How much attention do you pay to those ever-present gray vans emblazoned with the Amazon logo? Did you ever stop to think who owns them? And who repairs them?
The prevalence of smartphones and quick internet connections has completely and permanently changed the consumer landscape.
Among these changes, Amazon has risen to become a firmly established and dominant player in nearly every industry.
The e-commerce conglomerate and their promise of two-day deliveries has captured the attention and wallets of an estimated 147 million Prime members throughout the US.
With so many customers to satisfy, Amazon has had to confront unparalleled logistical challenges.
The pandemic-fueled online shopping sprees of American consumers following nationwide mandatory stay-at-home orders showed just how reliant we have become on modern day technological solutions to our problems.
The perpetually increasing demand for delivered products has led Amazon to reduce their dependence of traditional carriers like USPS, UPS, and FedEx.
In fact, researchers approximate that in 2020, Amazon delivered 2.5 billion more of its own packages. This represents an increase of over 100% from 2.3 billion packages delivered through Amazon in 2019.
Their approach to generating this delivery supply primarily relies on small businesses and independent contractors to do the work with assistance provided by the advanced software and capabilities of Amazon Logistics (AMZL).
“Delivery Service Partners,” or DSPs for short, usually operate a few dozen commercial vans and are paid per route completed.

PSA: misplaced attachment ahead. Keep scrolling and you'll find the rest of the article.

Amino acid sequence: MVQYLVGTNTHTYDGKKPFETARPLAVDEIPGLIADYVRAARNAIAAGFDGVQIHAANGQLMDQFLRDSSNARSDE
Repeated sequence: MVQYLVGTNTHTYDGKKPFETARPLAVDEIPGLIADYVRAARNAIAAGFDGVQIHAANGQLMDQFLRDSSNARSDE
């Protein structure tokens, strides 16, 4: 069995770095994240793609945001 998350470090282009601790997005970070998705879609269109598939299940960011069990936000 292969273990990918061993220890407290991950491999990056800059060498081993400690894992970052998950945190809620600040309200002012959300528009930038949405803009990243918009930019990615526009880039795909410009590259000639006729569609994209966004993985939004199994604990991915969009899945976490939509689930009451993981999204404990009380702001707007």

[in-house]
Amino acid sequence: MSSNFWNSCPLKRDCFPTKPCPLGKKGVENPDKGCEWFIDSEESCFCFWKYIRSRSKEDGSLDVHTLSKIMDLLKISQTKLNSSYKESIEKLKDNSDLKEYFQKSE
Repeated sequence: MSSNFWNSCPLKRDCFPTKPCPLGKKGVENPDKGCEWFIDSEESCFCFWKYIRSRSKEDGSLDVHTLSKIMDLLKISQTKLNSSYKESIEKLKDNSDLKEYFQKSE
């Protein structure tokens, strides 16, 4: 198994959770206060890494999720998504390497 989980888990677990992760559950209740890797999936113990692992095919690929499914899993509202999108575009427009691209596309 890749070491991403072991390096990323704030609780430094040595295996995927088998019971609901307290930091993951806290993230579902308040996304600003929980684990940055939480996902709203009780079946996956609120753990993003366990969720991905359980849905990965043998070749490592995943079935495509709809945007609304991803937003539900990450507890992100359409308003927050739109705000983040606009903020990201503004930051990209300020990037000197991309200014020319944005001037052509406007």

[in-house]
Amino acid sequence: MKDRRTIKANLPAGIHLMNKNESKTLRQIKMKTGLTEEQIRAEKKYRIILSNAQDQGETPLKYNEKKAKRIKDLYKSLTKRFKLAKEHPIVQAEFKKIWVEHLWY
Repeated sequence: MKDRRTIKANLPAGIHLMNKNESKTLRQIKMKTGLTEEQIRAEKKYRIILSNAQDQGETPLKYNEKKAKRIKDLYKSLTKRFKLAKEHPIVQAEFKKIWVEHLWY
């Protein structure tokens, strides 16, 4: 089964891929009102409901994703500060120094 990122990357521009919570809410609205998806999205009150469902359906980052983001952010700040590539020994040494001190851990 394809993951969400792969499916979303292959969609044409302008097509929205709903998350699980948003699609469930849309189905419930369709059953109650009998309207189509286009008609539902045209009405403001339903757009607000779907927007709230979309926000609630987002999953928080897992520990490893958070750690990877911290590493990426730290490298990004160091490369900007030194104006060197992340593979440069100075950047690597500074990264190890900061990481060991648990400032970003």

The owners are classic small business entrepreneurs, meeting the needs of their clients by staying focused on speed, efficiency, and customer service.
The commercial vans of choice for DSPs are usually from the make of Amazon partners, e.g., the Mercedes-Benz Sprinter, Ford Transit, and Dodge Promaster. DSPs are permitted to use their own fleet of commercial vans as long as they meet Amazon’s key criteria.
Otherwise, most DSPs resort to renting vans from Amazon’s third-party lease partners.
How Collision Repairers Play a Role
The rising prevalence of privately owned DSPs has direct implications to trends in the collision repair industry.
It’s a simple equation: increased use of commercial vans equals increased collision repair and maintenance.
This trend is not only implied, but something we have observed from our clients across the US.
For some of them, Amazon DSP repairs represent one of the fastest growing segments of their business.
To adopt a similar market strategy and capitalize on this growing small fleet segment, shop owners should first identify whether their shop is reasonably near an Amazon distribution center.
If a collision repair shop owner operates in a highly populated Metropolitan Statistical Area (MSA), especially one that is growing rapidly, chances are that there is an Amazon distribution center nearby.
Even if a shop owner does not operate in a top MSA, they can still take advantage of this market opportunity by identifying smaller delivery stations that are used for last-mile deliveries.
Currently, Amazon is in the…